SMEs could be being hit by thousands in hidden loan charges
A campaign group is calling for lenders to publish APRs in connection with their business loans. The Campaign for Regulation of Asset Based Finance has written to a number of major banks and is campaigning for APRs to be mandatory. A spokesman said that this would bring much needed clarity to the true price of asset-based finance and help clients compare the costs of different financial products.
They are hoping that their calls will also be considered as part of a review of lending to SMEs that was launched by the Select Committee on Business, Innovation and Skills.
An APR or annual percentage rate is intended to give customers a clearer idea of how much a loan or other financial product will cost them. All providers use the same formula and instead of using the headline monthly interest rate, the APR shows how much the loan will cost over the course of a year. This includes the cost of any fees, such as the annual fee on a credit card or the arrangement fee on a mortgage.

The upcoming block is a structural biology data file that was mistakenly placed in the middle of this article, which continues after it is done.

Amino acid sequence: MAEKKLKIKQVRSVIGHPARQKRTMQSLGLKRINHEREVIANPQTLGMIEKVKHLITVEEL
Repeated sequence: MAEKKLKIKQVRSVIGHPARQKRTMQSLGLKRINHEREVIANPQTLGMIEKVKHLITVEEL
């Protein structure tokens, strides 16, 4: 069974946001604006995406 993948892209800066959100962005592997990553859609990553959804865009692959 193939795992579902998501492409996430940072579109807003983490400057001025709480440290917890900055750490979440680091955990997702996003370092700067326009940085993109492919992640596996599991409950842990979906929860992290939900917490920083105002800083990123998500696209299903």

Banks and other lenders are legally obliged to display APRs on the financial products they offer to consumers but, crucially, they are not bound by the same rules when it comes to business loans.
The problem of accessing finance from mainstream lenders has been a thorny issues for SMEs for several years now. A lack of funding can leave businesses facing real trouble and could lead to some companies requiring professional advice and business recovery. Even when they can get a loan however, hidden charges could end up making it far more costly than it first appears.
According to a spokesman for the Campaign, it’s not uncommon for a business to take a loan with a low advertised rate such as 2.5% but wind up, through fees, compulsory insurance and other charges, being faced with an APR that is closer to 90%. Campaigners believe that a compulsory APR for SME financial products would allow businesses to make an informed choice between lenders and different financial solutions, while also reducing pressures on small businesses.
By Phil Smith